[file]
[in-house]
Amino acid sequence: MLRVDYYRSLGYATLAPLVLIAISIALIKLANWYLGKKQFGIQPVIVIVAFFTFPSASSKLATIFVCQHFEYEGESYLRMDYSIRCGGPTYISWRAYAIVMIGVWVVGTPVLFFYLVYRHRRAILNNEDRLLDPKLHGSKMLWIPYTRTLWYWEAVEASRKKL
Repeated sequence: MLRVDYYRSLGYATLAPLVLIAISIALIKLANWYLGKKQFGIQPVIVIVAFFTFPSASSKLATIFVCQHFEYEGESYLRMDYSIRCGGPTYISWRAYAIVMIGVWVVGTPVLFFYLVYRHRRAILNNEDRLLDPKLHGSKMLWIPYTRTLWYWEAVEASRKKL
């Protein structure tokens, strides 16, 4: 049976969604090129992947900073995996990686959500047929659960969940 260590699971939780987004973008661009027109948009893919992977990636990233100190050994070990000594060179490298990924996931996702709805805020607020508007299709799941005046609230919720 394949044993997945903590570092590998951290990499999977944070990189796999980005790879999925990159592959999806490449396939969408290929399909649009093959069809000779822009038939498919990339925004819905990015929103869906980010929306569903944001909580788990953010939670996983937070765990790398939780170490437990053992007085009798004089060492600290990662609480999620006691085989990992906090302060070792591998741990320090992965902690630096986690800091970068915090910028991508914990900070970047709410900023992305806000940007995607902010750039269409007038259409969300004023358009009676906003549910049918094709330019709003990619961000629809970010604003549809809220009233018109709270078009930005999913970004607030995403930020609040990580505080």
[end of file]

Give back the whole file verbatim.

[in-house]
Amino acid sequence: MLRVDYYRSLGYATLAPLVLIAISIALIKLANWYLGKKQFGIQPVIVIVAFFTFPSASSKLATIFVCQHFEYEGESYLRMDYSIRCGGPTYISWRAYAIVMIGVWVVGTPVLFFYLVYRHRRAILNNEDRLLDPKLHGSKMLWIPYTRTLWYWEAVEASRKKL
Repeated sequence: MLRVDYYRSLGYATLAPLVLIAISIALIKLANWYLGKKQFGIQPVIVIVAFFTFPSASSKLATIFVCQHFEYEGESYLRMDYSIRCGGPTYISWRAYAIVMIGVWVVGTPVLFFYLVYRHRRAILNNEDRLLDPKLHGSKMLWIPYTRTLWYWEAVEASRKKL
């Protein structure tokens, strides 16, 4: 049976969604090129992947900073995996990686959500047929659960969940 260590699971939780987004973008661009027109948009893919992977990636990233100190050994070990000594060179490298990924996931996702709805805020607020508007299709799941005046609230919720 394949044993997945903590570092590998951290990499999977944070990189796999980005790879999925990159592959999806490449396939969408290929399909649009093959069809000779822009038939498919990339925004819905990015929103869906980010929306569903944001909580788990953010939670996983937070765990790398939780170490437990053992007085009798004089060492600290990662609480999620006691085989990992906090302060070792591998741990320090992965902690630096986690800091970068915090910028991508914990900070970047709410900023992305806000940007995607902010750039269409007038259409969300004023358009009676906003549910049918094709330019709003990619961000629809970010604003549809809220009233018109709270078009930005999913970004607030995403930020609040990580505080």